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How much does temperature matter when hardening off plants?

Posted by bart1 6/7 Northern VA (My Page) on
Thu, Mar 20, 14 at 6:00

I know you're supposed to gradually introduce new seedlings/plants to more and more direct sunlight to get them used to the powerful rays of the sun compared to grow lights.

What about temperatures? Do the plants care if it's say 45 degrees when they're set out in the early morning?

Being a working stiff, when I leave in the morning it's often much cooler than it will be by the afternoon but by the time I get home, there's very little sunlight left for hardening off.

So will I stunt the plants by putting them out on cool mornings?

I'm asking specifically about broccoli now but the question goes for all plants. Even when I'm ready to harden off tomatoes and peppers we still have some cool mornings.

Thanks!


Follow-Up Postings:

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RE: How much does temperature matter when hardening off plants?

Temperature plays a smaller role than many think but keep in mind that when you set plants out, unprotected, the wind can be a problem, especially with low temperatures.

Some means of protection is usually best but I like to be there to monitor the response of translocated plants. You can tell alot in the first 20-30 minutes when plants are placed into a new environment.


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RE: How much does temperature matter when hardening off plants?

With cool-season plants like broccoli, 45 is fine. I like to harden off other cool-season crops (but not broccoli due to the buttoning risk) with temps. in the low to mid 30s to encourage frost tolerance.

With warm season crops, especially peppers, try not to expose them to anything under 50 degrees. Soil temperatures under 55 degrees drastically decrease their ability to uptake water.


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RE: How much does temperature matter when hardening off plants?

As already said, 45° and up is ok for cool weather plants. Things like melons need to be 50° or more.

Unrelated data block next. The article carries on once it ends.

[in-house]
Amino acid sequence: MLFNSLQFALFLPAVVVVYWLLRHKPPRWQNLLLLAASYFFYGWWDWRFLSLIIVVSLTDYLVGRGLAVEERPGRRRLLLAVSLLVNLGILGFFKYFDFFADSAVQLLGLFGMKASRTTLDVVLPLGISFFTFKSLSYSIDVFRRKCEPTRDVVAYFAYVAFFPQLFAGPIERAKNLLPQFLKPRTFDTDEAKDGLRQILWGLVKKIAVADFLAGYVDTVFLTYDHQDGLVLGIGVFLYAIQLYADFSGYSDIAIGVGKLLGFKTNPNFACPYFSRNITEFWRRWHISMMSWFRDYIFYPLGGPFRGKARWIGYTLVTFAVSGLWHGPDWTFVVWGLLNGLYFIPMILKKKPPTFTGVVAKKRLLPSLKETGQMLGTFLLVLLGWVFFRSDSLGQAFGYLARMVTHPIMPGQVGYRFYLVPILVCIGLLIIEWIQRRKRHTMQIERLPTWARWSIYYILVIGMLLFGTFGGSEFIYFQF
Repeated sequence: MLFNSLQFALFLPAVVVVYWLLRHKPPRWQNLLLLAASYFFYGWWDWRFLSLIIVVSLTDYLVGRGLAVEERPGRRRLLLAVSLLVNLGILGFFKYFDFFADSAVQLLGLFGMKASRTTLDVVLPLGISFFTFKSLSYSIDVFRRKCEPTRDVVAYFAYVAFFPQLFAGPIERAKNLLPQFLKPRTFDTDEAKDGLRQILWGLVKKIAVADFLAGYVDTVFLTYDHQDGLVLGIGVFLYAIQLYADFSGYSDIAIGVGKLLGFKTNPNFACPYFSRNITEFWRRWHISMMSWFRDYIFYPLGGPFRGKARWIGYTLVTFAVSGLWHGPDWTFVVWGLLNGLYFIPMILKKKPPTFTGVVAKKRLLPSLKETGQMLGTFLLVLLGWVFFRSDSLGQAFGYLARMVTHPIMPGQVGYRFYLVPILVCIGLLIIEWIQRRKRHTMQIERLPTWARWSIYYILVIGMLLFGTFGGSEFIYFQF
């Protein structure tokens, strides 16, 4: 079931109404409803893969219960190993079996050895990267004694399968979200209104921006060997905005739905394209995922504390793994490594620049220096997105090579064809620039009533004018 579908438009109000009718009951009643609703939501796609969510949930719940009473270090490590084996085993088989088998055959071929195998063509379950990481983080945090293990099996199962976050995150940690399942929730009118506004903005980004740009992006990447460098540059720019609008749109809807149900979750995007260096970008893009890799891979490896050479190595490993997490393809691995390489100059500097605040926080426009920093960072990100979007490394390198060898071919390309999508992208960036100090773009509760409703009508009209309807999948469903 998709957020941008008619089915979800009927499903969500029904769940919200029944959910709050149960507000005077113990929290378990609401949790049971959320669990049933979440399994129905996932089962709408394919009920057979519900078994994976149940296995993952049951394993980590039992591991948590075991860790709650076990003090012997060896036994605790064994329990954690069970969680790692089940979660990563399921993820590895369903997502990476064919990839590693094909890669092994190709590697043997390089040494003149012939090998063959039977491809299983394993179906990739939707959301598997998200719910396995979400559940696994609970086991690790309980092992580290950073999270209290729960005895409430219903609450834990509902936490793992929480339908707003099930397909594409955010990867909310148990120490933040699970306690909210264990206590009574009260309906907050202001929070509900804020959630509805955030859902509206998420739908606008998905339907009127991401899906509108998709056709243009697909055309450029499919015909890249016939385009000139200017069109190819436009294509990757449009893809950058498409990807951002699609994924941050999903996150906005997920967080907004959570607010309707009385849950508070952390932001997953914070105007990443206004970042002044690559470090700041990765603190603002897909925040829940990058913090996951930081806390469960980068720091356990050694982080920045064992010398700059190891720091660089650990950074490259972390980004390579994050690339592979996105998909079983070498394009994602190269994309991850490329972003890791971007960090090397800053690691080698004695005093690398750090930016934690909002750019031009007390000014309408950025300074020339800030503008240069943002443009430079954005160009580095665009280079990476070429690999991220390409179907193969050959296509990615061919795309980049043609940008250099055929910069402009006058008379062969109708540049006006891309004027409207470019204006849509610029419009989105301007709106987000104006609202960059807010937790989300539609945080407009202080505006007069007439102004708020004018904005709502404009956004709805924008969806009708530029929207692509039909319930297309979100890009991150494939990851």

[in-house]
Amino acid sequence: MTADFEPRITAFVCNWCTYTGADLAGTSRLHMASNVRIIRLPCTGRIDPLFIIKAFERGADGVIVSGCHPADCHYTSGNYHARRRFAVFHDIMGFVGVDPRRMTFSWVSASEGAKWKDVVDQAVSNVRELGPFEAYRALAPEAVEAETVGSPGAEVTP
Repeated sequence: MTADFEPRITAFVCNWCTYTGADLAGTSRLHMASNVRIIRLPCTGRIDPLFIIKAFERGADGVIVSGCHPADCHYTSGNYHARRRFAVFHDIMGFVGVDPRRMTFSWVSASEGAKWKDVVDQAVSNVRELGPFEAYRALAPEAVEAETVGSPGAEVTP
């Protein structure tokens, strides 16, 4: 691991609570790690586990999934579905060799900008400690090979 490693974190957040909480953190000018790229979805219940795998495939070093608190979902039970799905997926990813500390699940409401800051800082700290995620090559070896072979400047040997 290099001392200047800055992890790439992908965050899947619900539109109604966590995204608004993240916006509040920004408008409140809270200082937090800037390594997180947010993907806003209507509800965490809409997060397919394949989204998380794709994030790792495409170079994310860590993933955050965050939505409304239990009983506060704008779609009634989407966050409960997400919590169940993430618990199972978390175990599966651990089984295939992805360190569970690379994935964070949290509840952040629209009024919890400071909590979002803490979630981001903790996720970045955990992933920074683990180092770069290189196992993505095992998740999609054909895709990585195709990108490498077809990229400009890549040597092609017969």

I understand your problem of setting out plants when it is too cold but gets warmer shortly. I am retired and can care for the plants perfectly most days. I start taking them outside from the get go. Also unattended plants may get hit by a storm...not good at all. I have a south and a north place to protect from strong winds


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RE: How much does temperature matter when hardening off plants?

  • Posted by digdirt 6b-7a North AR (My Page) on
    Thu, Mar 20, 14 at 14:25

Hope you don't mind if I just link you to a recent discussion of this on the Tomatoes forum. Saves typing it all again.

Dave

Here is a link that might be useful: Hardening off while working


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RE: How much does temperature matter when hardening off plants?

I've seen accounts that say prolonged exposure to temps between 35 - 50 will cause bolting and buttoning in brassicas. From which I assume that even lower temps would be worse, which is what we're getting next week.

My first batch of seedlings are already getting oversized. I've put them out to harden, but I doubt if I'll be able to plant them within a month.


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RE: How much does temperature matter when hardening off plants?

  • Posted by bart1 6/7 Northern VA (My Page) on
    Thu, Mar 20, 14 at 18:22

Thanks all!

Dave that link is great. I had no idea that the first day or two of hardening off required NO direct sunlight. I aways figured an hour or two of direct sun was fine (and then build up time from there)


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RE: How much does temperature matter when hardening off plants?

bart, If the plants are of some size, then they need to be broken in more slowly. With my setup they can be out all day from the get-go when the weather is suitable....you don't shade newly germinated seedlings that are garden sown!

This post was edited by wayne_5 on Thu, Mar 20, 14 at 21:42


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RE: How much does temperature matter when hardening off plants?

I'm a working stiff too. When I start hardening off my plants, I set them outside on partly sunny or cloudy days and have them right next to the house. That way they only get a few hours of direct sunlight. I bring them in at night for the first week or two. I gradually (every couple of days) move them further away from the house so they get more sunlight.


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